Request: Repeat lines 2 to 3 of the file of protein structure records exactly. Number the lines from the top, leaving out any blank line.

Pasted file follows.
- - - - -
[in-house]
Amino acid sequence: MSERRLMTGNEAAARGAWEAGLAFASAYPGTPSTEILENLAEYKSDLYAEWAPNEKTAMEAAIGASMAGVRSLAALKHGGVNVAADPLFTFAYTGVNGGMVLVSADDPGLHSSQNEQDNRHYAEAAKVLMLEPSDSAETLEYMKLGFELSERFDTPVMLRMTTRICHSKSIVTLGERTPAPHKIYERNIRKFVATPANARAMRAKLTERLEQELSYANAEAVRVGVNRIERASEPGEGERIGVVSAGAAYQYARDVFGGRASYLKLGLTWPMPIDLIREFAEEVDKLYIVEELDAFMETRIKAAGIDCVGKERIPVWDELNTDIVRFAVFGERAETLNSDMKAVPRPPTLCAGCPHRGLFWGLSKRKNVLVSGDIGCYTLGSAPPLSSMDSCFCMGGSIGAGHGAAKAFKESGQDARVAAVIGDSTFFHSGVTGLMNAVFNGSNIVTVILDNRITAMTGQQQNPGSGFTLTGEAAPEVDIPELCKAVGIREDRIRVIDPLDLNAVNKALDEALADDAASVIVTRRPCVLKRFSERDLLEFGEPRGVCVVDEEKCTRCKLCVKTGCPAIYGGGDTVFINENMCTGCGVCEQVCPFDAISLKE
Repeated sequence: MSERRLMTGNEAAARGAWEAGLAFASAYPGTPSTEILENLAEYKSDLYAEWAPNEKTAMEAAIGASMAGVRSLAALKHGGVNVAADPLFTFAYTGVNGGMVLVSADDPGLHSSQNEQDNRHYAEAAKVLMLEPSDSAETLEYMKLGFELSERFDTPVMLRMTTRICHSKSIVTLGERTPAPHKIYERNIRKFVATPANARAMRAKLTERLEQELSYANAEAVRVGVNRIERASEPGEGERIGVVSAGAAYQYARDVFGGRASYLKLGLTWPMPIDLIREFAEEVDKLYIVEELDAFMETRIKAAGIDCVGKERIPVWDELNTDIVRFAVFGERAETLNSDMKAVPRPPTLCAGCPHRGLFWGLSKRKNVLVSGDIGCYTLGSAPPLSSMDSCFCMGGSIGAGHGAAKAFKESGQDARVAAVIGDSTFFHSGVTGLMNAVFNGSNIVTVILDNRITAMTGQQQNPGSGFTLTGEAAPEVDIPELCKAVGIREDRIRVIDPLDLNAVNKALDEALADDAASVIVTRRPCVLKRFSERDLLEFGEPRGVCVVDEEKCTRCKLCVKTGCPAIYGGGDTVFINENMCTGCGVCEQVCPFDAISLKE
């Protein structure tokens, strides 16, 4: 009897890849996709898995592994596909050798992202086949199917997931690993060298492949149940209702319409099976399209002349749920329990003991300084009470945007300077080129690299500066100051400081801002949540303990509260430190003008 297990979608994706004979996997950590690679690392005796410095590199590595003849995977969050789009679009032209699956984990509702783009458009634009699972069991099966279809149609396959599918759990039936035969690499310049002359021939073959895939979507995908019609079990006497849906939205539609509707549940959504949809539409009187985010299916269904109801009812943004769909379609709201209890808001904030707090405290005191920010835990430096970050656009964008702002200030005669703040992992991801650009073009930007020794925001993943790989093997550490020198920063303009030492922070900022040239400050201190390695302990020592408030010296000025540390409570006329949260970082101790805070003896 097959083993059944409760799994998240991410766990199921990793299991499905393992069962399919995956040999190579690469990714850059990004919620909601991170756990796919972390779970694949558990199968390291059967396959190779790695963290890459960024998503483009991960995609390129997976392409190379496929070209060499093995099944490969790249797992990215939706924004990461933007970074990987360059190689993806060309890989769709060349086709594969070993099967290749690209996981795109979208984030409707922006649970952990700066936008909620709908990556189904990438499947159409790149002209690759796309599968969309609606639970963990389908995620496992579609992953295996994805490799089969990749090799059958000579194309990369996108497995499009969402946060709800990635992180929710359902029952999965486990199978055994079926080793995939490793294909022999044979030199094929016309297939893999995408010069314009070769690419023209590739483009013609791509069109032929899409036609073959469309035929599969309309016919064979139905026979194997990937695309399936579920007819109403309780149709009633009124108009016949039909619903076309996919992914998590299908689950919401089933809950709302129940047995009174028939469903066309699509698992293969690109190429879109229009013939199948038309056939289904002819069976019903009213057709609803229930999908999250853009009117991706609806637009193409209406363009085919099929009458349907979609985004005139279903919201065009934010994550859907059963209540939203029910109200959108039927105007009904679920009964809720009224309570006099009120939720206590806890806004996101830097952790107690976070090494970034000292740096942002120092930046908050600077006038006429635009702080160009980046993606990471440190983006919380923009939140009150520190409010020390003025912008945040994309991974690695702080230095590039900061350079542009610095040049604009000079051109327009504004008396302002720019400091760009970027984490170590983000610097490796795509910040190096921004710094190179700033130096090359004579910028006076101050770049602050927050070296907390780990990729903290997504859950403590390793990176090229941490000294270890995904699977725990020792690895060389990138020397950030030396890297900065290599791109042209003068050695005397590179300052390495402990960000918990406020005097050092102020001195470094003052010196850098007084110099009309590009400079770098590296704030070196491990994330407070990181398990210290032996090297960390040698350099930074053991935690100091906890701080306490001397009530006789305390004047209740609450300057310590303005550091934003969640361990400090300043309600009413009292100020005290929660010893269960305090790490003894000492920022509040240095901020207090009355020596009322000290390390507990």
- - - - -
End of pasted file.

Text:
Amino acid sequence: MSERRLMTGNEAAARGAWEAGLAFASAYPGTPSTEILENLAEYKSDLYAEWAPNEKTAMEAAIGASMAGVRSLAALKHGGVNVAADPLFTFAYTGVNGGMVLVSADDPGLHSSQNEQDNRHYAEAAKVLMLEPSDSAETLEYMKLGFELSERFDTPVMLRMTTRICHSKSIVTLGERTPAPHKIYERNIRKFVATPANARAMRAKLTERLEQELSYANAEAVRVGVNRIERASEPGEGERIGVVSAGAAYQYARDVFGGRASYLKLGLTWPMPIDLIREFAEEVDKLYIVEELDAFMETRIKAAGIDCVGKERIPVWDELNTDIVRFAVFGERAETLNSDMKAVPRPPTLCAGCPHRGLFWGLSKRKNVLVSGDIGCYTLGSAPPLSSMDSCFCMGGSIGAGHGAAKAFKESGQDARVAAVIGDSTFFHSGVTGLMNAVFNGSNIVTVILDNRITAMTGQQQNPGSGFTLTGEAAPEVDIPELCKAVGIREDRIRVIDPLDLNAVNKALDEALADDAASVIVTRRPCVLKRFSERDLLEFGEPRGVCVVDEEKCTRCKLCVKTGCPAIYGGGDTVFINENMCTGCGVCEQVCPFDAISLKE
Repeated sequence: MSERRLMTGNEAAARGAWEAGLAFASAYPGTPSTEILENLAEYKSDLYAEWAPNEKTAMEAAIGASMAGVRSLAALKHGGVNVAADPLFTFAYTGVNGGMVLVSADDPGLHSSQNEQDNRHYAEAAKVLMLEPSDSAETLEYMKLGFELSERFDTPVMLRMTTRICHSKSIVTLGERTPAPHKIYERNIRKFVATPANARAMRAKLTERLEQELSYANAEAVRVGVNRIERASEPGEGERIGVVSAGAAYQYARDVFGGRASYLKLGLTWPMPIDLIREFAEEVDKLYIVEELDAFMETRIKAAGIDCVGKERIPVWDELNTDIVRFAVFGERAETLNSDMKAVPRPPTLCAGCPHRGLFWGLSKRKNVLVSGDIGCYTLGSAPPLSSMDSCFCMGGSIGAGHGAAKAFKESGQDARVAAVIGDSTFFHSGVTGLMNAVFNGSNIVTVILDNRITAMTGQQQNPGSGFTLTGEAAPEVDIPELCKAVGIREDRIRVIDPLDLNAVNKALDEALADDAASVIVTRRPCVLKRFSERDLLEFGEPRGVCVVDEEKCTRCKLCVKTGCPAIYGGGDTVFINENMCTGCGVCEQVCPFDAISLKE